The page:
September 15, 2008

The War for Talent, ten years on

Filed under: HR,Strategy — Nicola Rowe @ 5:30 am
Tags: ,

The strategist is an etymological warrior, deriving his or her title from the Greek word for general, and indeed you can often tell a would-be strategist by the copy of Clausewitz or Sun-Tzu in a cubicle drawer. A decade ago this year, the consulting firm McKinsey sounded a different call to arms, heralding a “war for talent” that was to dominate business competition for the next two decades. A glance at the clock tells us we should be right in the thick of it.

 “Attract good people. Keep them.” This is the nub of the war for talent, the battle for what a McKinsey director told Fast Company ten years ago, would be a more important source of competitive advantage than “capital, strategy, or R&D”. That’s a bold claim. Capital was more accessible in 1998 than it is a decade on. Strategy, McKinsey thought gamely, could just be copied. And the half-life of technology was said to be getting shorter all the time. What did this leave? Human resources.

(Note that strategy evidently can’t be copied all that easily. Fortune magazine estimates that McKinsey pulled in over $1 billion in revenues last year. And, as this blog’s last post notes, many biotech applications are still long-lived.)

So is today’s competitive landscape pitted by the war for talent? Sure, companies are looking for top people. Recruiting has been professionalised: assessment centres, whatever you may think of them, are used twice as often now as they were twenty years ago. But even before McKinsey’s placet, CEOs had been proclaiming for years that “our people are our greatest resource”. Whats new under the sun?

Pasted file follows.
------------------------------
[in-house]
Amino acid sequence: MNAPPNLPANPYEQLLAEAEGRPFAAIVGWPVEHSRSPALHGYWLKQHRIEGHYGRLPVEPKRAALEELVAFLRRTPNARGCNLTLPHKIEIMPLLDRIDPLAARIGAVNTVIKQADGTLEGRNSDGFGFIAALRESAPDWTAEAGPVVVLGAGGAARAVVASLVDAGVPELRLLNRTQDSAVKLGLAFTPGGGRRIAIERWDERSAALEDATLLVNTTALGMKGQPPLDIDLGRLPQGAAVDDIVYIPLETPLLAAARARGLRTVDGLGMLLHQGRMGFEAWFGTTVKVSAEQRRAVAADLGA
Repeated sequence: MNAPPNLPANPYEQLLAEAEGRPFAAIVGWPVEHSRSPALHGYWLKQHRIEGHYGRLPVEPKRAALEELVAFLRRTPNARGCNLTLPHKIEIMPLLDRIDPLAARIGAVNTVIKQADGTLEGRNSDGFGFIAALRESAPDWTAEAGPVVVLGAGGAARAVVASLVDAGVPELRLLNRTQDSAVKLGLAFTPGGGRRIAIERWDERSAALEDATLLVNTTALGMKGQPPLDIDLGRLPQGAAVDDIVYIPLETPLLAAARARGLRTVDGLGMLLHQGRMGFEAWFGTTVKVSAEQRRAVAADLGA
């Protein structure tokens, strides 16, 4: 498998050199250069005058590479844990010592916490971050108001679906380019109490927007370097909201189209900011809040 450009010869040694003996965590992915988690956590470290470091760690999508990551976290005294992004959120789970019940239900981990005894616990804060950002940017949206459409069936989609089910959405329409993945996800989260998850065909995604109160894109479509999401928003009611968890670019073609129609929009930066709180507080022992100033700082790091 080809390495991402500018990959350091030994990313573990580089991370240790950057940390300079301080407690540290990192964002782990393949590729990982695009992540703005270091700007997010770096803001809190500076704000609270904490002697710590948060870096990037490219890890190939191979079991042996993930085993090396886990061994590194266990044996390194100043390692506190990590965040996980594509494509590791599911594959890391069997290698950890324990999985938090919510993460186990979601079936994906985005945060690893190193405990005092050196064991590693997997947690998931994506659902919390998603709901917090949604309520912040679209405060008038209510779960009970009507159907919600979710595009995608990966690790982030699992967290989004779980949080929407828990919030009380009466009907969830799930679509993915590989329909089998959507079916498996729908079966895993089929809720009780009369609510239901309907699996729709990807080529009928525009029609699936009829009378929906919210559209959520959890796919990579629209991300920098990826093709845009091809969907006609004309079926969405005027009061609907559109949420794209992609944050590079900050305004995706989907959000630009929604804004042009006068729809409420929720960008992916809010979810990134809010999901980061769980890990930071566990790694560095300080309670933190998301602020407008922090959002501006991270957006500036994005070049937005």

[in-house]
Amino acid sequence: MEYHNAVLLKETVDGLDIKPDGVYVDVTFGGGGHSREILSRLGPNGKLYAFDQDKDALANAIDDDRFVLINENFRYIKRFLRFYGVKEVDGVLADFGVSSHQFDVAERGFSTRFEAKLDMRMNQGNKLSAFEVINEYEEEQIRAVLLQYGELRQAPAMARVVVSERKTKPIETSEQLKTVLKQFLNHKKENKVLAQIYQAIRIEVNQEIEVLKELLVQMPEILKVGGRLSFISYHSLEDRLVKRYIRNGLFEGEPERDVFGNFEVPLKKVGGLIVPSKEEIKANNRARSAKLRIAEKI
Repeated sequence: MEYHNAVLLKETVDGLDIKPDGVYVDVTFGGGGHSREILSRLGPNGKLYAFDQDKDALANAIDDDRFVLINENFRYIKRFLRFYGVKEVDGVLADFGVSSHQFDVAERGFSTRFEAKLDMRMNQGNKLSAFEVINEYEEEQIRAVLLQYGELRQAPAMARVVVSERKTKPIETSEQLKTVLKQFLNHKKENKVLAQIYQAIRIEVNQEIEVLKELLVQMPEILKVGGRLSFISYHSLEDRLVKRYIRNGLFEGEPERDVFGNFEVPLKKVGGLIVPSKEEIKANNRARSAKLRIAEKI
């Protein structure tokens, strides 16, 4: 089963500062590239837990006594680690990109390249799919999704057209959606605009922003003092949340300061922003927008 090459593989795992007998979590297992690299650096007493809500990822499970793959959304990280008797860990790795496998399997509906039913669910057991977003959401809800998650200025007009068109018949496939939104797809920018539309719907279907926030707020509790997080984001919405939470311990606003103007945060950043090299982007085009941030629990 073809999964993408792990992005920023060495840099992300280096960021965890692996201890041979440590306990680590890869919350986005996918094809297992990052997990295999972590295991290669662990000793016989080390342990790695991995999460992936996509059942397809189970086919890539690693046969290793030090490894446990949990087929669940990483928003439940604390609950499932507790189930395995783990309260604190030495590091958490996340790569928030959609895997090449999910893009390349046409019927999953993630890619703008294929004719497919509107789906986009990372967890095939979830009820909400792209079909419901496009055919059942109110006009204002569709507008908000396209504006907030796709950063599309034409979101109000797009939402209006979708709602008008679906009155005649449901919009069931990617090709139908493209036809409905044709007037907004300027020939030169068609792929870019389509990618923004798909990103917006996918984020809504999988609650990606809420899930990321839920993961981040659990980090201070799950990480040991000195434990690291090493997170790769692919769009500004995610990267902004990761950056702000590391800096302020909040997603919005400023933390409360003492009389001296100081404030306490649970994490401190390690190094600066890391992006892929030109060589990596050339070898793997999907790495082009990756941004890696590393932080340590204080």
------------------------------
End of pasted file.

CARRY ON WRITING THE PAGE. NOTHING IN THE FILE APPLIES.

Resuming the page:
The genuine insight in the war for talent – and, as far as this author can tell, it belongs not to McKinsey but to McKinsey’s main competitor – is that top-tier talent isn’t just slightly better than the next tier down. It’s several times better, although no one seems prepared to quantify just how much. A first-class manager has many times the productivity of a merely competent one. And the Street believes this, as you’ll discover if you ask why celebrity CEOs earn hundreds of times the salary of their peons.

Ten years on, McKinsey looks like a Menshevik, a white-hat revolutionary chasing an illusion. This is no longer the roaring economy of the late 1990s. An economic downturn signals a war, not for talent, but for jobs: where talent is concerned, it’s a buyer’s market. As we coast into recession, talent will be hanging on by its fingernails.


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